Net Worth of American Households Plunges By $2.4 Trillion In Third Quarter

Those looking for a rebound in either real estate prices or the wealth of the American consumer were sorely disappointed after the release of the Federal Reserve’s Flow of Funds Accounts for the third quarter 2011.

The net worth of Americans plunged by $2.4 trillion in the third quarter.  Keep in mind that the entire gross domestic product of the United States is about $15 trillion.  Losing $2.4 trillion in wealth is equivalent to losing over 16% of the entire amount of goods and services produced by the entire country over the past year.

Even more unsettling than the latest quarterly figures on wealth destruction is the amount of wealth that has been vaporized in the past four years.  The net worth of American households peaked in 2007 at $66.8 trillion.  As of September 30, 2011, the net worth of American households had plunged to $57.4 trillion for a loss of $9.4 trillion.  To put these number in perspective, this is a loss of net worth per person in the United States of $30,618.  A family of four is statistically poorer by $122,472 than they were in 2007.

The value of real estate owned by American families has dropped $6.6 trillion since peaking in 2007 and continues to drop.  In the latest quarter, the value of household real estate dropped by $98 billion. Charts from the Federal Reserve website show the destruction in values that has occurred since 2007.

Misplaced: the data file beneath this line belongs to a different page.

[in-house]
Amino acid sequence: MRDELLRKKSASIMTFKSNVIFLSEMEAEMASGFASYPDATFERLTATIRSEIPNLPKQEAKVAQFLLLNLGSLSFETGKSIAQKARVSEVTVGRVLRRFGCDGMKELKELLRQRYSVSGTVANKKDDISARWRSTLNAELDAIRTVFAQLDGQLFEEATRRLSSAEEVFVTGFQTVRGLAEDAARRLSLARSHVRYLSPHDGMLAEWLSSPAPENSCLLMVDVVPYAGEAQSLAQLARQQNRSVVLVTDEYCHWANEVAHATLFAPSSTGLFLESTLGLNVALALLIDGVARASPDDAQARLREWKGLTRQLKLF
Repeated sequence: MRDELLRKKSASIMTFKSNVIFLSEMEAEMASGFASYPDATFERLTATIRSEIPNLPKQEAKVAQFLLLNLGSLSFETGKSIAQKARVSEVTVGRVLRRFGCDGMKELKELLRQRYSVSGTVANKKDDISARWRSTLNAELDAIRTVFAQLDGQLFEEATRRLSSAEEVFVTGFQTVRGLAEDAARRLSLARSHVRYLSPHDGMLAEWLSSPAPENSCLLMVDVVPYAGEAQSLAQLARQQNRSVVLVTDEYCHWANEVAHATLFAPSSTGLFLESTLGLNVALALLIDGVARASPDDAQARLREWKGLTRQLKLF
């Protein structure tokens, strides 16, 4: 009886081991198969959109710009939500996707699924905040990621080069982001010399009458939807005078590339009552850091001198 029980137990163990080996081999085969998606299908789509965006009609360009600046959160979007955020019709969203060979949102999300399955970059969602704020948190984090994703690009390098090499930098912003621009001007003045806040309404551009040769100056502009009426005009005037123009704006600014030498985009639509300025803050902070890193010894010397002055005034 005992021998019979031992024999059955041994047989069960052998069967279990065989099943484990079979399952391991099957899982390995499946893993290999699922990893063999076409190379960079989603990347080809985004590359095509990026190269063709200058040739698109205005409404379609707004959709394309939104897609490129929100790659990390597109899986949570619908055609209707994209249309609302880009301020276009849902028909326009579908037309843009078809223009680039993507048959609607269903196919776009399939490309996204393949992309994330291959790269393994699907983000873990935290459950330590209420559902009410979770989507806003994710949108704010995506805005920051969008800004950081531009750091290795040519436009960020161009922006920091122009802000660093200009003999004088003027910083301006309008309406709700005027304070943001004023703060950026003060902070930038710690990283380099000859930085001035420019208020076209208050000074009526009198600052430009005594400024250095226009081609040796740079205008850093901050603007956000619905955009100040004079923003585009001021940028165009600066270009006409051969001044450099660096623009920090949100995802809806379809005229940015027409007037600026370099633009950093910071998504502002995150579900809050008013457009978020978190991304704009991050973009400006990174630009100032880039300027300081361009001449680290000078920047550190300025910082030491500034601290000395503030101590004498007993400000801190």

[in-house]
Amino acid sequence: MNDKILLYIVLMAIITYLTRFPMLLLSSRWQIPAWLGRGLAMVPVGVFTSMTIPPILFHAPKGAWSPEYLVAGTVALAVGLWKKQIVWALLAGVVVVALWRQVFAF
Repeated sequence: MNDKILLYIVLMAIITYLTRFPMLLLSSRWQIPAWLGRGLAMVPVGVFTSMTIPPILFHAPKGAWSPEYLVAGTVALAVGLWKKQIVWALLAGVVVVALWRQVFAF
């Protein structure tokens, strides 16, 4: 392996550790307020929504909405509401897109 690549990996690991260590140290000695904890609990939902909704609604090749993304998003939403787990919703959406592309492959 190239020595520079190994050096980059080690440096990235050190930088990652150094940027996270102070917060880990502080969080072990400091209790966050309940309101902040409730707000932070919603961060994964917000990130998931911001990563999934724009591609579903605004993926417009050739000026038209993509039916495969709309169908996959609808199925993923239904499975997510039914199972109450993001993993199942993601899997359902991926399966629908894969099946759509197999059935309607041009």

The latest numbers from the Federal Reserve forecast further stress on both homeowners and the banking system.  We are now dealing with the worst part of the aftermath of collapsed real estate prices.  Even as housing values have plunged, the debt incurred during the housing bubble remains.

Most American households remain mired in debt and almost 11 million households are in a negative equity position, owing more in mortgage debt than their house is worth.  Although mortgage debt has declined by over $700 billion since the peak in housing prices, most of the decline is due to foreclosures rather than the paying down of debt.

 

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